February 18, 2013 by workitmamma
A few months ago one of my oldest friends came back into my life. I found her after her name had been in the newspaper and whispered among mutual friends. Hello my beautiful, courageous, totally lost friend.
We met again and she told me about her amazing children, their lovely family home, her new baby boy and how her daughter Maisie had committed suicide at the age of 14.
It’s been a year today since she did it and the pain she feels is still raw to the touch. There is an unending supply of guilt and what ifs. No matter how many people tell her what a fab mum she is – and she really is – it doesn’t matter because her baby died in a way which leaves questions, many moments of unanswered agony and a sense of helpless disbelief which runs through her family, friends and beyond.
I remember Maisie as a baby and a toddler, a beautiful fuzzy-haired little angel adored by her mummy. I remember my friend and her unending ability to be an amazing mum without an equally amazing dad. Even in their tiny, slightly grotty first flat, she filled it to the brim with love and laughter.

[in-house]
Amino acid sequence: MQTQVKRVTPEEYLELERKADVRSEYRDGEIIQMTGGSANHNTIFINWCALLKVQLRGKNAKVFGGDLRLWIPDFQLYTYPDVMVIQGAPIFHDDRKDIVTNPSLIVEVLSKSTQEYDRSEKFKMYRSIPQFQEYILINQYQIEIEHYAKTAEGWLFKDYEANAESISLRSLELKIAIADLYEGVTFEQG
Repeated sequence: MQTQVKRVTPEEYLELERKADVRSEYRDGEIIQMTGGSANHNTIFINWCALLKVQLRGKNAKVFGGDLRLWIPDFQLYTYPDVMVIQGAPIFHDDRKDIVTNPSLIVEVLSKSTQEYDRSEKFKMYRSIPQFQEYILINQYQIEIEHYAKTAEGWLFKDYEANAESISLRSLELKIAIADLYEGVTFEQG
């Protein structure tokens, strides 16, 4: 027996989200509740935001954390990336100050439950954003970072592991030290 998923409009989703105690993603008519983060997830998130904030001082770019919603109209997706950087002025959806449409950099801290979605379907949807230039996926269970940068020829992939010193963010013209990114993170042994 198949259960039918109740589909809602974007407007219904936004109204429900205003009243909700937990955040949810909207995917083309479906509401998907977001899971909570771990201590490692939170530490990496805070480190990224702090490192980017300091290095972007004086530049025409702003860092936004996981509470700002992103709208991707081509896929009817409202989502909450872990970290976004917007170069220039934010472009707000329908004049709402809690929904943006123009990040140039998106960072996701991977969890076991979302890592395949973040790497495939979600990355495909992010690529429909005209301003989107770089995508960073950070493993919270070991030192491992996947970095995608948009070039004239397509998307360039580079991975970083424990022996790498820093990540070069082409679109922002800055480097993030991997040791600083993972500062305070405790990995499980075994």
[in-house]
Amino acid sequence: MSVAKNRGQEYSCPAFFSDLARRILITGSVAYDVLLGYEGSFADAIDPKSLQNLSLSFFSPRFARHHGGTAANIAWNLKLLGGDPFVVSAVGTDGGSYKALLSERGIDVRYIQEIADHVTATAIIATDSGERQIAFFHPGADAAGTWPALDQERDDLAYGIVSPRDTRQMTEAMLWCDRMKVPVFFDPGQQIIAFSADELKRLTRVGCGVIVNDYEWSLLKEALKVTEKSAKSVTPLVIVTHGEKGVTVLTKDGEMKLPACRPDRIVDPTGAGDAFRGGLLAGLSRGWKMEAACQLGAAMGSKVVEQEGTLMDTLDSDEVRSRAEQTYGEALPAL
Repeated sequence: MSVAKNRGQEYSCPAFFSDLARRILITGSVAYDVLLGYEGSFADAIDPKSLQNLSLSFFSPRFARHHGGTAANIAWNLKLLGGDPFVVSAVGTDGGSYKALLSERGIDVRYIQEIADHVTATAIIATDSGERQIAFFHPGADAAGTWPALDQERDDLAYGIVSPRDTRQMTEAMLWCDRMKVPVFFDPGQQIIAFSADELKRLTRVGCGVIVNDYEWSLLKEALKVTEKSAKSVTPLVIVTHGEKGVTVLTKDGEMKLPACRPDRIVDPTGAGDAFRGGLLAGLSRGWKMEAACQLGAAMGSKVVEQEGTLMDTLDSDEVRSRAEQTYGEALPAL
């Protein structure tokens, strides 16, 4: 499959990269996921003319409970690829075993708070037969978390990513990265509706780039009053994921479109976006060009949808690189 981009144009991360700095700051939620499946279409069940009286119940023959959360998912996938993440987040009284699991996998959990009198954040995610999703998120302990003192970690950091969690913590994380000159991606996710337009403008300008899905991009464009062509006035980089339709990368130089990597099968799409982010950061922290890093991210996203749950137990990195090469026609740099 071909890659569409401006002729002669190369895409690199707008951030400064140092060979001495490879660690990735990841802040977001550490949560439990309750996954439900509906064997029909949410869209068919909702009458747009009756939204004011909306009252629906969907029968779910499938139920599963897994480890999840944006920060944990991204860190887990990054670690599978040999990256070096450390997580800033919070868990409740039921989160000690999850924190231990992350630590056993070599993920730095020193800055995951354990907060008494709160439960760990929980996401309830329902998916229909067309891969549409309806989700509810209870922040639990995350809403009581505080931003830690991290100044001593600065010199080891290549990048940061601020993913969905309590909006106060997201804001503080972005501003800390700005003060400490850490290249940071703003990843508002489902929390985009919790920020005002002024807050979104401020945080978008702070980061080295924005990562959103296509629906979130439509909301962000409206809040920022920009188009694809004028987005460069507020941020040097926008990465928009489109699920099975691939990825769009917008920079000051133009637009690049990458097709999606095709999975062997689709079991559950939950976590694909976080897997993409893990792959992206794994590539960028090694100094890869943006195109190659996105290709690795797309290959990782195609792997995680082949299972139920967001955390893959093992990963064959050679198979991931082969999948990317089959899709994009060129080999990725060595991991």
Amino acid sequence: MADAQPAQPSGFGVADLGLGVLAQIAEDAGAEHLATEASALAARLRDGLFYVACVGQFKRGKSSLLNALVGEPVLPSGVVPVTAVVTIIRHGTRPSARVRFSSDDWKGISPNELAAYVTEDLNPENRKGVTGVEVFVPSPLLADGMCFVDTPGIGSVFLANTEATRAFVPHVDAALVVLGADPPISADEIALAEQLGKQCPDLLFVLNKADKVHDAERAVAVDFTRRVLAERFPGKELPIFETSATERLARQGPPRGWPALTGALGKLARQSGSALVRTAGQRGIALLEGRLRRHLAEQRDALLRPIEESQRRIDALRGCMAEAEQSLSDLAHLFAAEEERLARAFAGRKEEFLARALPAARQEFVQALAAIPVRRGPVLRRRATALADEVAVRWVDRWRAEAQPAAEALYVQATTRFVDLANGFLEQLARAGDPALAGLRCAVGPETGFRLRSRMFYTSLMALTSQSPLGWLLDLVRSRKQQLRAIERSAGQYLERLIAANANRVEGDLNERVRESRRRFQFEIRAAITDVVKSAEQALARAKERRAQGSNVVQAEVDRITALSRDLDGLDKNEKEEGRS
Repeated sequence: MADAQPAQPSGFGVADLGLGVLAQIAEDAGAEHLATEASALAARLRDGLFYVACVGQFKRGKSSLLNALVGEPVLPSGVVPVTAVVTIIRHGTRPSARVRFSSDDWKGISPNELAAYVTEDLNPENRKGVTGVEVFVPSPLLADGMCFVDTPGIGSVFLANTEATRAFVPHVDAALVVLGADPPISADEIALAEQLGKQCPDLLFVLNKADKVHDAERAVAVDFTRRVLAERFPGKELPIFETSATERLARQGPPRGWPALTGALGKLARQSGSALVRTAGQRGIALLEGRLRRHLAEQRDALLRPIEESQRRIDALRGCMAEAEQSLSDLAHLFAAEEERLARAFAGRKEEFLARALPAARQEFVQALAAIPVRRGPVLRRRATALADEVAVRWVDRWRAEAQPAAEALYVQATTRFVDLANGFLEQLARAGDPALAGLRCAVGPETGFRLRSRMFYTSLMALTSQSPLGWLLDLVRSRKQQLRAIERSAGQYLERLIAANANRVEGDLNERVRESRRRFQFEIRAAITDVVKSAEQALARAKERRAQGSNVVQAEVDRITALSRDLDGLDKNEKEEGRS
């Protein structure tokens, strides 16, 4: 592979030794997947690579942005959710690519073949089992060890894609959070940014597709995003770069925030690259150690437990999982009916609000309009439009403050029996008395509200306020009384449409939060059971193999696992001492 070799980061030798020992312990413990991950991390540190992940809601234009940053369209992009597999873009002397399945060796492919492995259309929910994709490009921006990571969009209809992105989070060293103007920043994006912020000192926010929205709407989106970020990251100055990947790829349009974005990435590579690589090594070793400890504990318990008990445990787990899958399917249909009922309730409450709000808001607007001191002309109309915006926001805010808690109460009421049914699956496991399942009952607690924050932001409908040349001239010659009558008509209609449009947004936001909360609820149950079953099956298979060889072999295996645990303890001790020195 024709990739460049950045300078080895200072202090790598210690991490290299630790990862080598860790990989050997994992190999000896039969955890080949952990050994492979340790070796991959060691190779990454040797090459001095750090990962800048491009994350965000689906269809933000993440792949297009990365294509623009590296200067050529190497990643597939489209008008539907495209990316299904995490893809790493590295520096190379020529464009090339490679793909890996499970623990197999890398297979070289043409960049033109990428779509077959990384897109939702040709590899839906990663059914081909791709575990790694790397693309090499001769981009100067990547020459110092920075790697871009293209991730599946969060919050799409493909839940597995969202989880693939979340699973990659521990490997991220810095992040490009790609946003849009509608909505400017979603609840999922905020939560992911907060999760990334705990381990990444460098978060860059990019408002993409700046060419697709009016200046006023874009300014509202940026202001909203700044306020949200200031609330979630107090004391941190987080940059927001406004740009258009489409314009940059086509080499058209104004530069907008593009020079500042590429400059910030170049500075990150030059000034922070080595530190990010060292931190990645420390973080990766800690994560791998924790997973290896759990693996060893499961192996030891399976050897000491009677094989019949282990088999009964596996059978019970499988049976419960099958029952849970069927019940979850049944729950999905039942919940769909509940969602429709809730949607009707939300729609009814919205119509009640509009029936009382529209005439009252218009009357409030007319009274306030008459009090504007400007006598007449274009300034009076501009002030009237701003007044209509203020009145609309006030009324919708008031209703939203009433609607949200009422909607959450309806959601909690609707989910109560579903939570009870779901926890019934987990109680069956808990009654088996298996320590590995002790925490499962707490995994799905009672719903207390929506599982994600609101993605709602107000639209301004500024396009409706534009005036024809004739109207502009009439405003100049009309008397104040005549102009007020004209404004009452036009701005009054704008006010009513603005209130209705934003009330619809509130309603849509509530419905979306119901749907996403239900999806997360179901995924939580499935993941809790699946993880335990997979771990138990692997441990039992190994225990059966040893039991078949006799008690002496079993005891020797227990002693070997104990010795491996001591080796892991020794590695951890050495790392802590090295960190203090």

I didn’t see her for years and she had three more babies in that time. When I’ve told people about her they’ve been shocked and saddened and said: “ Oh how terrible, thank god she has more children.” Yes her children have been a massive blessing and I’m sure they’ve helped her through but they’re not Maisie.
When I first went to her house when we met up again she talked openly about the dreadful day. She’d found her. It is beyond words. About the paramedics and her realisation Maisie was dead. She told me about the scene, reliving each moment as if she was trying to find the missing pieces of puzzle, the answers she needed. I read Maisie’s adolescent letters, so similar to teenagers all over the world, no obvious anger, misery or depression. I cried because I didn’t know what else to do. But she didn’t and I pulled myself together quickly.
My dear, dear friend, you are amazing, and forever changed. I have no doubt you will always be seeking answers, as we all would. If I could make you a medal from all the good wishes and love I’ve witnessed for you it would be the most amazing thing you’d ever seen.